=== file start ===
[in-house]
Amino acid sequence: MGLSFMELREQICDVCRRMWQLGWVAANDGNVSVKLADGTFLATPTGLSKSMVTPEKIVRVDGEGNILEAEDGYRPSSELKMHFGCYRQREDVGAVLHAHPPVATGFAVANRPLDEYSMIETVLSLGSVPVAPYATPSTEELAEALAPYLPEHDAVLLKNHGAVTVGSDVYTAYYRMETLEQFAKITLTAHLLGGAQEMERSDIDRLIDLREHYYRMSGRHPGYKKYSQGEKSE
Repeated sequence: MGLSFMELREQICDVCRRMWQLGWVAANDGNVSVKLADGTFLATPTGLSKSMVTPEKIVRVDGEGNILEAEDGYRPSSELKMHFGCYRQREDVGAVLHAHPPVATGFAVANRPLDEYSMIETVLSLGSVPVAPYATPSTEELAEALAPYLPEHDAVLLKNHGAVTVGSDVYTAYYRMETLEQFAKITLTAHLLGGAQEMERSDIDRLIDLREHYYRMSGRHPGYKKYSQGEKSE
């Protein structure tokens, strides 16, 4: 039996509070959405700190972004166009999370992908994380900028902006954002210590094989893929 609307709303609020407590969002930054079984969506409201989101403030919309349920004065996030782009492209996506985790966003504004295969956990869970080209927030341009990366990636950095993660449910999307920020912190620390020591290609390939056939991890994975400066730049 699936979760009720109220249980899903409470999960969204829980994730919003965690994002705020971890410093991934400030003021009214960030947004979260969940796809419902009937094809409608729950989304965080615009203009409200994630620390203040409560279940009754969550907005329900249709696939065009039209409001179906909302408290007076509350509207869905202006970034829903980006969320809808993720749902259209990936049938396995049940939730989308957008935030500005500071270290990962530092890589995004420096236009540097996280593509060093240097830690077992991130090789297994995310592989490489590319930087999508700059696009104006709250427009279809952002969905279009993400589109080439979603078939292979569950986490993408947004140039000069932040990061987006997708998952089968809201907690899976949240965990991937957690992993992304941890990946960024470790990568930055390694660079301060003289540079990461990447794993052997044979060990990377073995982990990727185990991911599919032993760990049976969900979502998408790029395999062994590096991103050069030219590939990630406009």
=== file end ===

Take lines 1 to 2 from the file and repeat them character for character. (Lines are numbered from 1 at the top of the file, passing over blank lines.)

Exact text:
[in-house]
Amino acid sequence: MGLSFMELREQICDVCRRMWQLGWVAANDGNVSVKLADGTFLATPTGLSKSMVTPEKIVRVDGEGNILEAEDGYRPSSELKMHFGCYRQREDVGAVLHAHPPVATGFAVANRPLDEYSMIETVLSLGSVPVAPYATPSTEELAEALAPYLPEHDAVLLKNHGAVTVGSDVYTAYYRMETLEQFAKITLTAHLLGGAQEMERSDIDRLIDLREHYYRMSGRHPGYKKYSQGEKSE